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Monday, March 22, 2010
Mailbox Monday March 22
Mailbox Monday is a meme where you can post what books came into your home during the week. It is hosted by Marcia over at The Printed Page. Go on over and check it out. Be warned though it can lead to large TBR piles and wish lists!
Every Last One by Anna Quindlan received from Random House
In this breathtaking and beautiful novel, the #1 New York Times bestselling author Anna Quindlen creates an unforgettable portrait of a mother, a father, a family, and the explosive, violent consequences of what seem like inconsequential actions.
Mary Beth Latham is first and foremost a mother, whose three teenaged children come first, before her career as a landscape gardener, or even her life as the wife of a doctor. Caring for her family and preserving their everyday life is paramount. And so, when one of her sons, Max, becomes depressed, Mary Beth becomes focused on him, and is blindsided by a shocking act of violence. What happens afterwards is a testament to the power of a woman’s love and determination, and to the invisible line of hope and healing that connects one human being with another. Ultimately, in the hands of Anna Quindlen’s mesmerizing prose, Every Last One is a novel about facing every last one of the the things we fear most, about finding ways to navigate a road we never intended to travel, to live a life we never dreamed we’d have to live but must be brave enough to try.
A Soft Place to Land by Susan Rebecca White received from Touchstone, Simon & Schuster
For more than ten years, Naomi and Phil Harrison enjoyed a marriage of heady romance, tempered only by the needs of their children. But on a vacation alone, the couple perishes in a flight over the Grand Canyon. After the funeral, their daughters, Ruthie and Julia, are shocked by the provisions in their will.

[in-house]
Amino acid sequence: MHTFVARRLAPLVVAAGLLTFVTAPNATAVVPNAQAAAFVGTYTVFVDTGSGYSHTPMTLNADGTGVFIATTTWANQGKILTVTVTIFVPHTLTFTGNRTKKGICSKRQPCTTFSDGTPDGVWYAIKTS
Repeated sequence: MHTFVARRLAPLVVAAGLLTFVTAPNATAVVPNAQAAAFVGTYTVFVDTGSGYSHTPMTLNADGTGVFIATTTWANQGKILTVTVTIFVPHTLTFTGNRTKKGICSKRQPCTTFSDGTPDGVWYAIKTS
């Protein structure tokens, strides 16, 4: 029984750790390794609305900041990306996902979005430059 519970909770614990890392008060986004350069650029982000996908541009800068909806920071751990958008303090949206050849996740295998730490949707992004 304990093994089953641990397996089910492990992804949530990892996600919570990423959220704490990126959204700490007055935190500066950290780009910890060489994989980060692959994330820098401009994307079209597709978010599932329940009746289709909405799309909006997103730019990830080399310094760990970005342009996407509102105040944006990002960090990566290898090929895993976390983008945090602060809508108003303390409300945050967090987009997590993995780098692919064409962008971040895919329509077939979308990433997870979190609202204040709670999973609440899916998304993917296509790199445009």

Spanning nearly two decades, the sisters’ journeys take them from their familiar home in Atlanta to sophisticated bohemian San Francisco, a mountain town in Virginia, the campus of Berkeley, and lofts in Williamsburg, Brooklyn. As they heal from loss, search for love, and begin careers, their sisterhood, once an oasis, becomes complicated by resentment, anger, and jealousy. It seems as though the echoes of their parents’ deaths will never stop reverberating—until another shocking accident changes everything once again
The Swimming Pool by Holly Lecraw received from Doubleday
A heartbreaking affair, an unsolved murder, an explosive romance: welcome to summer on the Cape in this powerful debut.
Seven summers ago, Marcella Atkinson fell in love with Cecil McClatchey, a married father of two. But on the same night their romance abruptly ended, Cecil's wife was found murdered--and their lives changed forever. The case was never solved, and Cecil died soon after, an uncharged suspect.
Now divorced and estranged from her only daughter, Marcella lives alone, mired in grief and guilt. Meanwhile, Cecil's grown son, Jed, returns to the Cape with his sister for the first time in years. One day he finds a woman's bathing suit buried in a closet--a relic, unbeknownst to him, of his father's affair--and, on a hunch, confronts Marcella. When they fall into an affair of their own, their passion temporarily masks the pain of the past, but also leads to crises and revelations they never could have imagined.
The Red Thread by Ann Hood I won from Librarything Early Readers Group courtesy of W.W Norton & Company
From the best-selling author of The Knitting Circle, a mother’s powerful journey from loss to love. “In China there is a belief that people who are destined to be together are connected by an invisible red thread. Who is at the end of your red thread?”
After losing her infant daughter in a freak accident, Maya Lange opens The Red Thread, an adoption agency that specializes in placing baby girls from China with American families. Maya finds some comfort in her work, until a group of six couples share their personal stories of their desire for a child. Their painful and courageous journey toward adoption forces her to confront the lost daughter of her past. Brilliantly braiding together the stories of Chinese birth mothers who give up their daughters, Ann Hood writes a moving and beautifully told novel of fate and the red thread that binds these characters’ lives. Heartrending and wise, The Red Thread is a stirring portrait of unforgettable love and yearning for a baby.
What fun books made their way to your home?